~ Stanley Crouch (Liner Notes WHOSE BLOOD, WHOSE FIELDS?)

Emancipation Proclamation/Gradual Abolition Act/Fugitive Laws/ Peonage/Black Codes/Lynch Laws/Prison-industrial Complex

George Washington Williams, author of History of the Negro in American from 1619 to 1880, understood the centrality of the government and used its published records to condemn it for maintaining slavery. (Walter B. Hill, Jr., 2000)

The Declaration of Independence was adopted by Congress on July 4, 1776, proclaiming that “all men are created equal” and endowed with “certain unalienable Rights.” It was drafted largely by Thomas Jefferson, a slave owner. The Declaration, the Bill of Rights and the Constitution of 1787 all essentially ignored slavery, Native Americans and women.

Photograph of a reproduction of the Emancipati...

Photograph of a reproduction of the Emancipation Proclamation (Photo credit: Wikipedia)

The Emancipation Proclamation was conditional…

Signed by President Abraham Lincoln in 1863, the Emancipation Proclamation declared that “all persons held as slaves” were to be “forever free,” provided that they were held “in regions under Confederate control.”

Apparently, Lincoln wasn’t exactly thrilled to be known as “the Great Emancipator.”

Let’s understand, the institution of slavery was a “Necessary Evil”.

The United States government’s support of slavery was based on an overpowering practicality. In 1790, a thousand tons of cotton were being produced every year in the South. By 1860, it was a million tons. In the same period, 500,000 slaves grew to 4 million. (Howard Zinn)

Millions of pounds of cotton, largely produced by slave labor in the American South, were used every year to manufacture cloth in Northern textile mills.

Slavery Without Submission, Emancipation Without Freedom

On Feb. 1, 1865, Congress passed the 13th Amendment to the Constitution, freeing all slaves in the nation and in any area subject to its jurisdiction. Lincoln did not live to see the amendment formally ratified by the states on Dec. 6, 1865. (Scheel)

Slavery was ostensibly abolished by the 13th, 14th, and 15th Amendments to the United States Constitution, except in the case of punishment for a crime.

Black Codes/Lynch Laws

Black Codes/Lynch Laws

From: Narrative of the Life of Henry Box Brown, b. 1816, Documenting the American South (DocSouth) © This work is the property of the University of North Carolina at Chapel Hill. It may be used freely by individuals for research, teaching and personal use as long as this statement of availability is included in the text.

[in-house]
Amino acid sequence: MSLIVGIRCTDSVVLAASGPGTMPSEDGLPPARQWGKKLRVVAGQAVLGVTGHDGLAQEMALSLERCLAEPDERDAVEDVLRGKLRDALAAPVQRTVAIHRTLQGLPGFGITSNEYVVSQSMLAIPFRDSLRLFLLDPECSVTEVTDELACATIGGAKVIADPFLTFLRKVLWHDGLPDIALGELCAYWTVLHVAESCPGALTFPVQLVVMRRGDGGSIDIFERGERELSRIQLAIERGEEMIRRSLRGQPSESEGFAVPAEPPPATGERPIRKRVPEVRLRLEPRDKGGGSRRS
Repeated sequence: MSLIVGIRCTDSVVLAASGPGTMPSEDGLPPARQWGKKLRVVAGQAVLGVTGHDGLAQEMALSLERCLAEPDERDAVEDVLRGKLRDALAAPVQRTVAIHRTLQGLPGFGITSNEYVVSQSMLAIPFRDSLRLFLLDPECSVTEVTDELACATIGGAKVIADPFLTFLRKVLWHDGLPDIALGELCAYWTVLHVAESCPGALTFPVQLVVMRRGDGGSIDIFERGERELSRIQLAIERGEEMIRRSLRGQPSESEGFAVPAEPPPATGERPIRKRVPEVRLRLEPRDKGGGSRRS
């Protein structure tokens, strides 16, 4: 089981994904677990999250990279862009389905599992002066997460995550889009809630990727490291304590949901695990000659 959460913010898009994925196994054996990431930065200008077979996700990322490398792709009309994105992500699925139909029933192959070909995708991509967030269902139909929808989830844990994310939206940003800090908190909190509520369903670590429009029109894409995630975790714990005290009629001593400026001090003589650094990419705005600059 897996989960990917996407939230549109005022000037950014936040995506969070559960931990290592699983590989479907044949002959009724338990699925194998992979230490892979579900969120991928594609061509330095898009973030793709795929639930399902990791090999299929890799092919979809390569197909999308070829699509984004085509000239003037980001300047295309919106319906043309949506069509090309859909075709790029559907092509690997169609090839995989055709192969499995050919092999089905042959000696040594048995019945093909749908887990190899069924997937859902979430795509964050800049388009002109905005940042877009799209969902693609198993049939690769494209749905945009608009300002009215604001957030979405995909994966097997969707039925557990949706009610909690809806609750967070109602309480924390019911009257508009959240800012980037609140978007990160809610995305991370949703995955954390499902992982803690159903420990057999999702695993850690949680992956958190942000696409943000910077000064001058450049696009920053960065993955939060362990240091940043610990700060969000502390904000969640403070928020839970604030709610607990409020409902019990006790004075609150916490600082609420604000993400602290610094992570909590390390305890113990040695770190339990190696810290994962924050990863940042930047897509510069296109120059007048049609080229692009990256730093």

Today, the United States has the highest documented incarceration rate and total prison population in the world.

Liberty for All?

English: Members of the National American Wome...

English: Members of the National American Women Suffrage Association, seeking the right to vote in elections, march down Pennsylvania Avenue NW in Washington, D.C., in the United States on March 3, 1913. (Photo credit: Wikipedia)

The Reconstruction Amendments, by no means, meant the end of discrimination, exclusion or exploitation of various groups in America. Just think of the Chinese exclusion Act (1882), the Indian Assimilation and Civilization policy (1876), the Japanese-American internment camps (1942), current immigration policies, and the movement to ban same-sex marriage; the list goes on. Women did not obtain the right to vote until the 19th Amendment in 1920 and all Native Americans did not become citizens until 1924.

All nations have been complicit in the slave trade, and a multitude of other atrocities, up to the present time. But because America is founded on such lofty ideals, we are held to the highest standard of responsibility to ensure these freedoms for all her citizens. Furthermore, our freedom has been won, and must be maintained, by individual citizens, public servants or not, taking responsibility for the actions and conditions of our nation.

One way we can do this is to acknowledge and honor the spirit of resistance and rebellion of the freedom fighters against slavery. By acts large and small,  enslaved peoples, free people of color, and many whites agitated, escaped, resisted, and rebelled to break the back of the “necessary” institution of slavery.

So, celebrate your independence, but guard it diligently, and wrest it for those who have it not.

This series, Liberty Bound, commemorates the 150th Anniversary of the Emancipation Proclamation, January 1, 2013. Future installments will cover:

Freedom’s in ‘da Tryin’: The Spirit of Resistance

Lowly Negro, Loyal Slave

Uncle Tom vs. Dred

The plantation in allegory

Germantown: Freedom’s backyard/Slavery’s backdoor

New Images of Freedom

———————–

Work to Do – Resources:

Oration, Conversation, Education

Listen…

Watch…


Bill Moyer and Khalil Gibran Muhammad discuss what we should learn from our racial past to better understand the present. (Thanks to Ken Derstein for recommending this on The Notebook.)

Read…

Related articles

About Storymama01

Professional Storyteller, Blogger, Teaching Folk Artist, Cultural Curator, Consultant, History Lover, Humanist
This entry was posted in arts and culture, culture and politics, education, exploration and conquest, history, humanities, Public History and Memory and tagged , , , , , , , , , , , , , . Bookmark the permalink.

Leave a Reply

Fill in your details below or click an icon to log in:

WordPress.com Logo

You are commenting using your WordPress.com account. Log Out / Change )

Twitter picture

You are commenting using your Twitter account. Log Out / Change )

Facebook photo

You are commenting using your Facebook account. Log Out / Change )

Google+ photo

You are commenting using your Google+ account. Log Out / Change )

Connecting to %s